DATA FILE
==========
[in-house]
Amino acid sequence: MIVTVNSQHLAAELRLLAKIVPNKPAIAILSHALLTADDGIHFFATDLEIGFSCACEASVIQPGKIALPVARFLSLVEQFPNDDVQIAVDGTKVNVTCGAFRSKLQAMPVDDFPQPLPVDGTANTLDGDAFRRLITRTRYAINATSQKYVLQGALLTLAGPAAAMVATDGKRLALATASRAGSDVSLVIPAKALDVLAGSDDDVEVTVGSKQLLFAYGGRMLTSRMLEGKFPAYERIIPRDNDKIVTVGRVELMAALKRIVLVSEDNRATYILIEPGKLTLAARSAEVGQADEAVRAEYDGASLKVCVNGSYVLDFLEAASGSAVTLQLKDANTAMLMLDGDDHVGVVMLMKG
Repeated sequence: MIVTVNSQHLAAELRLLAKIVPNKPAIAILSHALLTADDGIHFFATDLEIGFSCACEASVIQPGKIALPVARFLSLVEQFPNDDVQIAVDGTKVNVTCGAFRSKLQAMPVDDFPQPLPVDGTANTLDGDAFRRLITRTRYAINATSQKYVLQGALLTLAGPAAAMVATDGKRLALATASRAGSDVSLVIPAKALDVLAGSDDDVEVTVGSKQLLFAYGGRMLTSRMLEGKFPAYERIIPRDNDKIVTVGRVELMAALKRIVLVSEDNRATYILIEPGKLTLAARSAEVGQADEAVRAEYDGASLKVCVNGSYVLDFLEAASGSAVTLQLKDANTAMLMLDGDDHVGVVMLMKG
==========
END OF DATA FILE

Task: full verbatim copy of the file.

[in-house]
Amino acid sequence: MIVTVNSQHLAAELRLLAKIVPNKPAIAILSHALLTADDGIHFFATDLEIGFSCACEASVIQPGKIALPVARFLSLVEQFPNDDVQIAVDGTKVNVTCGAFRSKLQAMPVDDFPQPLPVDGTANTLDGDAFRRLITRTRYAINATSQKYVLQGALLTLAGPAAAMVATDGKRLALATASRAGSDVSLVIPAKALDVLAGSDDDVEVTVGSKQLLFAYGGRMLTSRMLEGKFPAYERIIPRDNDKIVTVGRVELMAALKRIVLVSEDNRATYILIEPGKLTLAARSAEVGQADEAVRAEYDGASLKVCVNGSYVLDFLEAASGSAVTLQLKDANTAMLMLDGDDHVGVVMLMKG
Repeated sequence: MIVTVNSQHLAAELRLLAKIVPNKPAIAILSHALLTADDGIHFFATDLEIGFSCACEASVIQPGKIALPVARFLSLVEQFPNDDVQIAVDGTKVNVTCGAFRSKLQAMPVDDFPQPLPVDGTANTLDGDAFRRLITRTRYAINATSQKYVLQGALLTLAGPAAAMVATDGKRLALATASRAGSDVSLVIPAKALDVLAGSDDDVEVTVGSKQLLFAYGGRMLTSRMLEGKFPAYERIIPRDNDKIVTVGRVELMAALKRIVLVSEDNRATYILIEPGKLTLAARSAEVGQADEAVRAEYDGASLKVCVNGSYVLDFLEAASGSAVTLQLKDANTAMLMLDGDDHVGVVMLMKG